Ok it's a bicycle with a motor not a motor cycle according to Wikipedia. 

Could be called a moped ........

I have to add that this may be the first protagonist / antagonist review I have read about E bikes . 

Great work Cam! 

Edited as my initial remark is less than accurate.

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skooks
+6 Joseph Crabtree Cam McRae 4Runner1 ZigaK DMVancouver Tremeer023 Greg Bly E-wok
Skooks  - April 22, 2020, 7:30 p.m.

I think motorized bicycle is the most accurate term. Sure, They are a motorized cycle, but they're not the same thing as a motorcycle.

I think the term E-bike is a slimy way to market these as being essentially the same as a real bike.

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cam@nsmb.com
+1 E-wok
Cam McRae  - April 23, 2020, 11:54 a.m.

As I pointed out above, every modern product is named by those who invent/innovate and market that product. If you wore one of those hats you would have been able to choose the name. There is nothing strange about this and it's not more slimy than the naming of any other modern product. Do you really think there are people that don't realize that e-bikes have motors? That the name fools people?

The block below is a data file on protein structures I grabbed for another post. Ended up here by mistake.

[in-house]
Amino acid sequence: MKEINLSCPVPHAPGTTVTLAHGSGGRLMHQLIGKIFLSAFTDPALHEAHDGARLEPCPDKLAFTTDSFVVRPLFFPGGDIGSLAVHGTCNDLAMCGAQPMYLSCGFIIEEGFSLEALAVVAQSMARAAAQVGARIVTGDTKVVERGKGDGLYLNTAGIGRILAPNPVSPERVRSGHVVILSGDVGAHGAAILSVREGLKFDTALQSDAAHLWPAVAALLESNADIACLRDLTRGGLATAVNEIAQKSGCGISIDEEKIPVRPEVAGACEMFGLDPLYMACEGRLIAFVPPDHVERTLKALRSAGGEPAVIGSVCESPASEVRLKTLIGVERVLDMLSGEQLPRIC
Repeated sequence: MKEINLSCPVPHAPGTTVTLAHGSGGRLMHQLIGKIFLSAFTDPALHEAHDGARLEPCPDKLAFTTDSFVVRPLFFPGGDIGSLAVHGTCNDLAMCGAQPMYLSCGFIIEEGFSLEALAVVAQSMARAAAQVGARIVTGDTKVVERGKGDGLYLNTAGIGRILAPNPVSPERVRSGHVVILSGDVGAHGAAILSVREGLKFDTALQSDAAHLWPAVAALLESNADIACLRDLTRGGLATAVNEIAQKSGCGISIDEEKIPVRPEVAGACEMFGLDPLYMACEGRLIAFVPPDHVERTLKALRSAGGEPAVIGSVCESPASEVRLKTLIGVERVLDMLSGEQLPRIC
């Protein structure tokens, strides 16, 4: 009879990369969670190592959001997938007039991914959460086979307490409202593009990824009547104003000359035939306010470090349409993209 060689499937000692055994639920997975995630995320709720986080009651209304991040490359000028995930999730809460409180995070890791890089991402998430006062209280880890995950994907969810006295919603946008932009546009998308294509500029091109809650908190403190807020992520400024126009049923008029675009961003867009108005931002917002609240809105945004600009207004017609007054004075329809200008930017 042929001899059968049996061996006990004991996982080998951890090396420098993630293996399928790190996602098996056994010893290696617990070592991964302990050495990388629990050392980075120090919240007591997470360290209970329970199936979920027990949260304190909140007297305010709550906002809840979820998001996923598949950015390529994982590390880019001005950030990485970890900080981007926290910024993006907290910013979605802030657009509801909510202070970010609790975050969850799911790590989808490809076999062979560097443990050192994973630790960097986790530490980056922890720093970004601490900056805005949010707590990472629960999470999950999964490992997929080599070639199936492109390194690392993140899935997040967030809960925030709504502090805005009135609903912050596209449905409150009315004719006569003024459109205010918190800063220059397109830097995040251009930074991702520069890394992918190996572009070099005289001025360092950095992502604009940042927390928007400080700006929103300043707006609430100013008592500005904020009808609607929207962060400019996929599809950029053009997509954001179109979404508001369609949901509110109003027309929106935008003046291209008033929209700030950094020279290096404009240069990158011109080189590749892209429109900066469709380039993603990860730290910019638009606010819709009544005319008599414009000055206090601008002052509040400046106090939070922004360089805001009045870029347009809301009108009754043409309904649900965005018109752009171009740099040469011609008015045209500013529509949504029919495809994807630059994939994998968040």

There is the term pedelec to distinguish between throttled and ungoverned e-bikes, which aren't allowed on most trails and don't require any pedal power at all to move, but that's about the worst name ever and hasn't got any traction, which reveals another point about naming; crappy names that aren't accurate, or don't communicate accurately, don't stick.

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skooks
-1 Reed Holden satn E-wok
Skooks  - April 23, 2020, 12:54 p.m.

"Do you really think there are people that don't realize that e-bikes have motors? That the name fools people?"

No, of course not. However, by sliding that e- in front of the word bike, they are implying that motorized bikes are pretty much the same thing as a real bike. They aren't.

cam@nsmb.com
+2 satn E-wok
Cam McRae  - April 22, 2020, 9:34 p.m.

Any motorcyclist would laugh their ass off at that statement. Is a scooter a motorcycle? How about a motorized skateboard? A Hover board? It has two wheels and a motor. Should we just call everything a motorcycle?

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cam@nsmb.com
0
Cam McRae  - April 22, 2020, 9:34 p.m.